|KIT:||Mirage 1/72 PzKw IV ausf D 'Tropenpanzer'|
|PRICE:||$18.98 (16.96 at Squadron)|
|REVIEWER:||Scott Van Aken|
|NOTES:||Includes etched brass fret|
Following news of the lack of success by Italian forces in North Africa following defeat in battle by the British, the German Army decided to send in what was known as the 'Barrage Detachment; Africa'. Even before actually deploying, it was enlarged first to an Armored Division and then to a Mechanized Corps. Commanded by Erwin Rommel, this 'Afrika Korps' was soon to become legendary. It was based around forty Panzer IV ausf D/E tanks of the 5th and 8th Panzer Regiment. These tanks were modified for conditions by improving air and fuel filters as well as improving engine compartment ventilation. Cooling vents were cut into the top hatches of the engine compartment and then protected with armored shutters.
The DAK or Deutches Afrika Korps was initially based on the 15th and 5th armored division. This was later expanded into the 21st Armored Division. The original color of these tanks was panzer grey as they came from Europe. They were camouflaged with mud and later repainted with a desert sand color. This paint wore away showing the grey undersides, making for some pretty ratty looking vehicles.
The tanks carried a 75mm L/24 main cannon and had two 7.92mm machine guns. One was co-axial with the turret and the other mounted in the forward hull. Its 285 hp Maybach engine provided a top speed of 42 kph in perfect conditions. Maximum range on roads was 210 kilometers.
Molded in various shades of grey, the seven sprues that comprise this kit are fairly well molded. Inspection of the pieces shows that there is no appreciable flash, those ejector pin marks that are present will be easy to remove or are hidden after construction, and though there are a few sink areas on some of the parts, it isn't anything major. I have to say that if you are looking for a good value for your money, this is it as the number of parts included in this kit are nearly staggering. Granted, two of the large sprues are dedicated to road wheels and suspension, but that can be expected on any tank kit.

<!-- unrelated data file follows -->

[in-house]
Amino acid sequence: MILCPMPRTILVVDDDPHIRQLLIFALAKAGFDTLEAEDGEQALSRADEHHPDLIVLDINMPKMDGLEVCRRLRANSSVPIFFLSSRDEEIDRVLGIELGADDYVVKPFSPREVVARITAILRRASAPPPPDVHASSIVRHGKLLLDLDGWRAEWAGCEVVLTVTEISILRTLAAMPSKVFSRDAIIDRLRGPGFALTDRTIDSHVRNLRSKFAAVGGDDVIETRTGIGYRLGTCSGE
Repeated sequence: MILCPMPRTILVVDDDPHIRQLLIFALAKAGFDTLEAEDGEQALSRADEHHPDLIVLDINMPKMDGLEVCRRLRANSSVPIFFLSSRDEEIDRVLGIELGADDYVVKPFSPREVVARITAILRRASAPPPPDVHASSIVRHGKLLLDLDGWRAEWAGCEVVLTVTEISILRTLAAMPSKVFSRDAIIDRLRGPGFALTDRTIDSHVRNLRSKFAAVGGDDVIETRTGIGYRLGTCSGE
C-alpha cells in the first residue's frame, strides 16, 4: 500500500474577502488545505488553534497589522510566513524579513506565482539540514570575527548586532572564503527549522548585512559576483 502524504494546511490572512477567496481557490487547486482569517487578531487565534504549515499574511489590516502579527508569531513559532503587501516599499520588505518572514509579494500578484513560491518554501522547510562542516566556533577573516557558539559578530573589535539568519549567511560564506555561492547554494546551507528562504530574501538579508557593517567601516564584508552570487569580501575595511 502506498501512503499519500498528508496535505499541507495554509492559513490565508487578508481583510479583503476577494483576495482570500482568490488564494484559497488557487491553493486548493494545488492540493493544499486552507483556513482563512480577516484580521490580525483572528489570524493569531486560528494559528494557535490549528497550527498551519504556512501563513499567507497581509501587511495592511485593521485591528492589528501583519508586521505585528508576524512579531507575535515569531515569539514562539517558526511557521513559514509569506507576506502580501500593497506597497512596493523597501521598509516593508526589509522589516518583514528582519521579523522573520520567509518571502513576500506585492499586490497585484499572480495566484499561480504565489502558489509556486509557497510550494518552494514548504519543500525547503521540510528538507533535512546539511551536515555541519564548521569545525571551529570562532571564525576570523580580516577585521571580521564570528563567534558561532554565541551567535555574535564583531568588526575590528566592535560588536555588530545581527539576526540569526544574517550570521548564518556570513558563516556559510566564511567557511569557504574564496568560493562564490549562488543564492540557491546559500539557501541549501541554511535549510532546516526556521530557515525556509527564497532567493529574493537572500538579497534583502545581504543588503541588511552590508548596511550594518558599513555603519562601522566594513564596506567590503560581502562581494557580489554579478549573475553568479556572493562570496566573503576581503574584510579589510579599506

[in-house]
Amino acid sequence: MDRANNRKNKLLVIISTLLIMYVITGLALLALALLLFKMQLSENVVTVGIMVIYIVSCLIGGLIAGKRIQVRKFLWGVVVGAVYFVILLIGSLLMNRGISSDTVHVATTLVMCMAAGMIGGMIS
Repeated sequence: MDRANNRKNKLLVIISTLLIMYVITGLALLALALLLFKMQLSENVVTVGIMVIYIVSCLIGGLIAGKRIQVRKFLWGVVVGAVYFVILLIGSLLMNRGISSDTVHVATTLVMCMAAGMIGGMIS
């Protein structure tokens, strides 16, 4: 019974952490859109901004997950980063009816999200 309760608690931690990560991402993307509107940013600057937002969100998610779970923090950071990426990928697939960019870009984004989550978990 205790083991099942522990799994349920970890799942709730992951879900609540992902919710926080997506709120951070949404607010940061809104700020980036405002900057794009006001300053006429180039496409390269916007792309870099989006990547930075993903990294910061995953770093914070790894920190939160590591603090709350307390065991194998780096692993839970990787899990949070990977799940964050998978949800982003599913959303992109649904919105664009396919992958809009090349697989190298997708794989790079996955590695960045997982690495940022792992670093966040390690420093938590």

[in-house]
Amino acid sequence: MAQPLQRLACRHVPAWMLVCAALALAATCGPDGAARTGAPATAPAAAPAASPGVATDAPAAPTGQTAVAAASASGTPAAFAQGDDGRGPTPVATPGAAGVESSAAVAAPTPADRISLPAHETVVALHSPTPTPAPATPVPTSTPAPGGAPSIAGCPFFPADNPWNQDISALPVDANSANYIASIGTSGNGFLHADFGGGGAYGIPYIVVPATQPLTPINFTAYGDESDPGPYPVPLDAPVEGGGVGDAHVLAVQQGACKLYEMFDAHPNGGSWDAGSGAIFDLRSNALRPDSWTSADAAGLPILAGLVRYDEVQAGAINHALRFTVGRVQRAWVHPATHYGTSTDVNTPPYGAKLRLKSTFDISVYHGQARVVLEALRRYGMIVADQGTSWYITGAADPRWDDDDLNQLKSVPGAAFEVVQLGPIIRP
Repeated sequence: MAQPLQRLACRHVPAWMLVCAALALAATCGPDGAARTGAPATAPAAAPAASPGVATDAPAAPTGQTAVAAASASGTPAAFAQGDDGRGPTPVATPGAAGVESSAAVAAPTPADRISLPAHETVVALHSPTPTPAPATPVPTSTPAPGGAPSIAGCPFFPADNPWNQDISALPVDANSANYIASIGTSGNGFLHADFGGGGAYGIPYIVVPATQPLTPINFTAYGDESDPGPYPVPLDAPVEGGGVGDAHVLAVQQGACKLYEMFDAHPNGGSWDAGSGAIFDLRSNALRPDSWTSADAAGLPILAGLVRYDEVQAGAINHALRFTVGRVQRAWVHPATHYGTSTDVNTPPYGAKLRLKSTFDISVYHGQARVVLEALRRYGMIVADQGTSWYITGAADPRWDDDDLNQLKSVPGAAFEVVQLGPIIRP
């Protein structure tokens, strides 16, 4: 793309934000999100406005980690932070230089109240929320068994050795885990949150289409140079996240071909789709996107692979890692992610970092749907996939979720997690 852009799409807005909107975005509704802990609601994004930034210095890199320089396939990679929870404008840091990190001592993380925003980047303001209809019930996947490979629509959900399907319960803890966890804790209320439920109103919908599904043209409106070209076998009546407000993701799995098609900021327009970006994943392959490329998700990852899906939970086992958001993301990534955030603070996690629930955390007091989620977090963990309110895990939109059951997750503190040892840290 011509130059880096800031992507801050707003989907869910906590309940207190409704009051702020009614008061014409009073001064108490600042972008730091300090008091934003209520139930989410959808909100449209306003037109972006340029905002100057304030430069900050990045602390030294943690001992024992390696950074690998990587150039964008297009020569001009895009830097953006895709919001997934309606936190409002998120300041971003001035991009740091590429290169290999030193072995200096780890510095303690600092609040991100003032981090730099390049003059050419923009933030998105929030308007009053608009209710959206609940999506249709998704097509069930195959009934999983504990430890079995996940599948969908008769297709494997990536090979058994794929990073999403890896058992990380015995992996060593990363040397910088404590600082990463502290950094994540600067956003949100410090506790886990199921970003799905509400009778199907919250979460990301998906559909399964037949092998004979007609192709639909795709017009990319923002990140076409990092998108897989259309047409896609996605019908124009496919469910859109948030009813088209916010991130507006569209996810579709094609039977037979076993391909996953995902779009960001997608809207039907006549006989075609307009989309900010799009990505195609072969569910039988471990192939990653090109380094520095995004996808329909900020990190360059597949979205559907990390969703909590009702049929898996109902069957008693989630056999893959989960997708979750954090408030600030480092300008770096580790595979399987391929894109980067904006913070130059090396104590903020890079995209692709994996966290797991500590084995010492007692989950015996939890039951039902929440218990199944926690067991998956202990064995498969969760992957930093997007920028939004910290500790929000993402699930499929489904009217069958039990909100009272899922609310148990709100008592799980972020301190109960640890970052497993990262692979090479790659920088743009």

The kit includes a photoetched fret which is basically used for fender caps and a few other smaller bits. The brass feels as if there is a coating of plastic on it as it is seems a bit slick, but that is just the way it is produced. The tracks and tow cables are made from a very flexible black vinyl. I have no idea how well this material will accept paint, but some other vinyls I've used in the past have not been a problem.
Instructions are quite good with the various sequences drawn in a 3-D style that almost seems photographed. Any modifications needed are clearly shown. There is a separate section showing the use of the photo-etch fret so I'm assuming that using it is optional for those who don't feel comfortable using this material. A color chart is provided with Generic, Vallejo, and Humbrol references. No color information is given during actual construction; all of that left for the painting and decal guide. There are markings for five tanks which are either in panzer grey or desert yellow from the mid-1941 time period. Decals are well printed, but the white seems to nearly disappear against the light blue background of the sheet so I wonder how it will work when applied. I've not had any issues with Mirage decals in the past and expect none with these.
Mirage has long been known to offer a good value for the money and this is yet another fine small scale armor kit. The detail level is good and with all those parts, it should provide many hours of pleasant construction.
Historical background from the kit instructions.
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